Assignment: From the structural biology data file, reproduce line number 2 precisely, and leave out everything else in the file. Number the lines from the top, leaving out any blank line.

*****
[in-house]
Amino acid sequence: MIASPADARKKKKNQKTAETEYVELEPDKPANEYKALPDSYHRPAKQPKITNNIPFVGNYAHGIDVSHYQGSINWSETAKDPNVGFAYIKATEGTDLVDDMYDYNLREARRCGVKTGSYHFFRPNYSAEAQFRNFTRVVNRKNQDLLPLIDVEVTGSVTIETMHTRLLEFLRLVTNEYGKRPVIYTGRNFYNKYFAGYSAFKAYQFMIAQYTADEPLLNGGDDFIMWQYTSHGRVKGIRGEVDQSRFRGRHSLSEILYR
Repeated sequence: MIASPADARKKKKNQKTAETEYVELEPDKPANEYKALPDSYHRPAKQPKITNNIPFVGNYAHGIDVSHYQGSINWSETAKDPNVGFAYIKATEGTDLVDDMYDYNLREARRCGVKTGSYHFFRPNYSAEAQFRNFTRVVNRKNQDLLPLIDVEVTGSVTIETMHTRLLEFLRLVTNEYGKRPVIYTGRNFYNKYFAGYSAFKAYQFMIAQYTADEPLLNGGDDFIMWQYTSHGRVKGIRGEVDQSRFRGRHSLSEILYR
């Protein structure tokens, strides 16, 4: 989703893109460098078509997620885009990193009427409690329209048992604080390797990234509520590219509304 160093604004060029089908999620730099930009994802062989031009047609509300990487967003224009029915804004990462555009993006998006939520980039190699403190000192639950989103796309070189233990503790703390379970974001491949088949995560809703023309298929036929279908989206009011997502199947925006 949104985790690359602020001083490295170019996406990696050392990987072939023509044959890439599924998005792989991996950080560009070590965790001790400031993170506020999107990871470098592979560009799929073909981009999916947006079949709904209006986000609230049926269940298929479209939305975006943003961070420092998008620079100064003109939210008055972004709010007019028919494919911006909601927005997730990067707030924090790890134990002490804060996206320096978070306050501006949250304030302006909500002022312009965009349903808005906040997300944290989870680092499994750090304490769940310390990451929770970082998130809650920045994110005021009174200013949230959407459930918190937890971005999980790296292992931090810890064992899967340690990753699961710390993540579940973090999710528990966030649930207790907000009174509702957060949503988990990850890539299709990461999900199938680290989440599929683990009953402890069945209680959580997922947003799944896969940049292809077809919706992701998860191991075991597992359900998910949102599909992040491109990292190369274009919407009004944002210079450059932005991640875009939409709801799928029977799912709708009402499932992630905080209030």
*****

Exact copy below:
Amino acid sequence: MIASPADARKKKKNQKTAETEYVELEPDKPANEYKALPDSYHRPAKQPKITNNIPFVGNYAHGIDVSHYQGSINWSETAKDPNVGFAYIKATEGTDLVDDMYDYNLREARRCGVKTGSYHFFRPNYSAEAQFRNFTRVVNRKNQDLLPLIDVEVTGSVTIETMHTRLLEFLRLVTNEYGKRPVIYTGRNFYNKYFAGYSAFKAYQFMIAQYTADEPLLNGGDDFIMWQYTSHGRVKGIRGEVDQSRFRGRHSLSEILYR